FIG. 8 is a circuit diagram showing one example of the first ring counter in the selection circuit of FIG. 6, and FIG. 9 is a circuit diagram showing one example of the second ring counter in the selection circuit of FIG. 6.

As shown in FIG. 8, the first ring counter 101 (R1) is constructed by connecting three stages of master-slave flip-flops 111 to 113 in a ring arrangement so that three states (data "1", "3", and "5") are repeated in a cyclic manner. As shown in FIG. 9, the second ring counter 102 (R2) also is constructed by connecting three stages of master-slave flip-flops 121 to 123 in a ring arrangement so that three states (data "0", "2", and "4") are repeated in a cyclic manner. That is, the basic circuit configuration is the same between the first ring counter 101 and the second ring counter 102, the only difference being that the control clock is inverted between them. Here, in the second ring counter 102, the signals θ (2π/3), θ (4π/3), and θ (2π) are output through inverters 121a, 122a, and 123a, respectively, to retain signal logic integrity.

With the above first and second ring counters 101 and 102, the delay stage output signal INVout with six voltage changes (three low-to-high transitions and three high-to-low transitions) is synchronized to one cycle of the clock signal CLK.

FIG. 10 is a circuit diagram showing one example of the phase comparator 4 in the phase-locked loop circuit of FIG. 4, and FIGS. 11A and 11B are timing diagrams for explaining the operation of the phase comparator of FIG. 10.

The phase comparator 4 detects the time difference between the rising of the output signal SCout of the selection circuit 1 and the rising of the clock signal CLK, and if the signal SCout rises earlier than the clock signal CLK, that is, if the delay stage output signal INVout (for example, the signal at every third cycle) is advanced in phase with respect to the clock signal CLK, the up signal UP (the control signal SS to the up-down counter 3) is driven to the low level "L", as shown in FIG. 11A, thereby performing control so as to increase the amount of delay in the delay stage 2 (by increasing the number of delay units that must be passed through). Conversely, if the signal SCout rises later than the clock signal CLK, that is, if the delay stage output signal INVout is delayed in phase with respect to the clock signal CLK, the down signal DW (the control signal SS to the up-down counter 3) is driven to the low level "L", as shown in FIG. 11B, thereby performing control so as to reduce the amount of delay in the delay stage 2 (by reducing the number of delay units that must be passed through). In this way, three cycles of the delay stage output signal (delayed signal) INVout, for example, are synchronized with respect to one cycle of the clock signal CLK.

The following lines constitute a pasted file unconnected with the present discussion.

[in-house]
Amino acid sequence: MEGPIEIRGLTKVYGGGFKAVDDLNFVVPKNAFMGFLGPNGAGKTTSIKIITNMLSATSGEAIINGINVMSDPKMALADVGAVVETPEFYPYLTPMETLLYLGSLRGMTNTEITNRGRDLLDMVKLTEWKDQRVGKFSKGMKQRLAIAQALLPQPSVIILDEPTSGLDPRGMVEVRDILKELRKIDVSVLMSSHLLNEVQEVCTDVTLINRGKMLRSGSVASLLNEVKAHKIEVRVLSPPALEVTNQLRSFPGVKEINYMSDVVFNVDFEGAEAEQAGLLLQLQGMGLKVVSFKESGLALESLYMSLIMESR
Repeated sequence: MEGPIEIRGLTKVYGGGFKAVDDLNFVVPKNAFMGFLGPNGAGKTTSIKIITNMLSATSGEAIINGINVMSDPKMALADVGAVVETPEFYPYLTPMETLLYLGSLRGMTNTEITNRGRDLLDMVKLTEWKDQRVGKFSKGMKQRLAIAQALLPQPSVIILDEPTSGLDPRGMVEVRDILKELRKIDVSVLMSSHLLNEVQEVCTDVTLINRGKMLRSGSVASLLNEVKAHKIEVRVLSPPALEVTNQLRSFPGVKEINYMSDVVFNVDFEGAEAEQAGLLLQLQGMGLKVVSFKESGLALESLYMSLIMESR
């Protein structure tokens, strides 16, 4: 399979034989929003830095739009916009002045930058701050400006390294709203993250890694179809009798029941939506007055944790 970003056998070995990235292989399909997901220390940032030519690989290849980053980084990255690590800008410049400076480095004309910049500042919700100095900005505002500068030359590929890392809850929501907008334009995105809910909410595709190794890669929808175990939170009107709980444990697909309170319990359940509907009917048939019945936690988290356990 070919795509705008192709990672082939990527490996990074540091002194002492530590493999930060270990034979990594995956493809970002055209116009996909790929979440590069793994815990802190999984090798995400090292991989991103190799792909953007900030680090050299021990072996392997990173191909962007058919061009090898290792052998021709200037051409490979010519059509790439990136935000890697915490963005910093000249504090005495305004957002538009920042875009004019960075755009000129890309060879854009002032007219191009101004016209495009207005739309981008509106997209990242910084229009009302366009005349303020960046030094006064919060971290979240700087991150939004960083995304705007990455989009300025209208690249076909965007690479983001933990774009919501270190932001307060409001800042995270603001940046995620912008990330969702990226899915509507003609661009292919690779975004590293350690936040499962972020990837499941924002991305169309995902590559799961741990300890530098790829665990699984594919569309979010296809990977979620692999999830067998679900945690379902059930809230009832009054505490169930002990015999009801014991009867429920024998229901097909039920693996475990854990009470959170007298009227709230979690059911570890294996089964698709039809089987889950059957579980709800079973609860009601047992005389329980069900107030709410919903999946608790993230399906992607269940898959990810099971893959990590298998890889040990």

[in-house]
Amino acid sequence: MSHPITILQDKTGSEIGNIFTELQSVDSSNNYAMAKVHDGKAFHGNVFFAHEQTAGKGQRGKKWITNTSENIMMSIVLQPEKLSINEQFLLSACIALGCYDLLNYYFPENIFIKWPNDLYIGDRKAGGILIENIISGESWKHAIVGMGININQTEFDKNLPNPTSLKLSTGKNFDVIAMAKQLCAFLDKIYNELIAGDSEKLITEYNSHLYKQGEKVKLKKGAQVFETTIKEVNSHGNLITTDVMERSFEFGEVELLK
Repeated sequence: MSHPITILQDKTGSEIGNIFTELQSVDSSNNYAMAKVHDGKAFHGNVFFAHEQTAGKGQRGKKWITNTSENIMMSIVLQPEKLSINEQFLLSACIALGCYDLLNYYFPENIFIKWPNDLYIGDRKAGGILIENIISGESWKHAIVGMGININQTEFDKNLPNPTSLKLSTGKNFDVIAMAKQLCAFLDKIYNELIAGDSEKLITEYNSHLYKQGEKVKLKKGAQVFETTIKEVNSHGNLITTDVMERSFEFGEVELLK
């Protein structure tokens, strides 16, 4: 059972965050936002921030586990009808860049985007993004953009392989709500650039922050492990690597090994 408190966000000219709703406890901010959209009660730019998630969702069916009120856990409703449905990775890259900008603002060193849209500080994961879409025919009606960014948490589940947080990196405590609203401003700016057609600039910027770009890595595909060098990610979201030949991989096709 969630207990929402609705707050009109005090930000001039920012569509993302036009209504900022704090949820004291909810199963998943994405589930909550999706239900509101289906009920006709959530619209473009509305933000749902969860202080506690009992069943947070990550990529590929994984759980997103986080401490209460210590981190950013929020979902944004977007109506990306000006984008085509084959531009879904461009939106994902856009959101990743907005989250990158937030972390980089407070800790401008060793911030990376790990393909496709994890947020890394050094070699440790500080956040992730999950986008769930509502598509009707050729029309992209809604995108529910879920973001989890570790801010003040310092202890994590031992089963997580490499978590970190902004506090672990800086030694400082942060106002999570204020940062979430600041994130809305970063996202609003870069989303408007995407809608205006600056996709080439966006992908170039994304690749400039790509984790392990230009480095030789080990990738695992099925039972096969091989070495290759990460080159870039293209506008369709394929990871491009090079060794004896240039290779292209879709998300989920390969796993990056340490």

FIG. 12 shows one example of the up-down counter in the phase-locked loop circuit of FIG. 4; the configuration of the delay stage 2 is also shown together with the up-down counter 3.

As shown in FIG. 12, the up-down counter 3 comprises a plurality of unit circuits 300 connected in cascade, each unit circuit 300 consisting of an inverter 301 controlled by the up signal (/UP1, /UP2), an inverter 302 controlled by the down signal (DW1, DW2), and cross-coupled inverters 303 and 304.

In the unit circuit 300, the up signal /UP2 (/UP1) is applied to the gate of a P-channel MOS transistor (first transistor) connected to a first inverter 310 and a high-level power supply line Vcc, while the down signal DW2 (DW1) is applied to the gate of an N-channel MOS transistor (second transistor) connected to a second inverter 320 and a low-level power supply line Vss.

The output signal of the first inverter 310 is supplied to one node N31 of the cross-coupled third and fourth inverters 303 and 304, and the output signal of the second inverter 320 is supplied to the other node N32 of the cross-coupled inverters 303 and 304.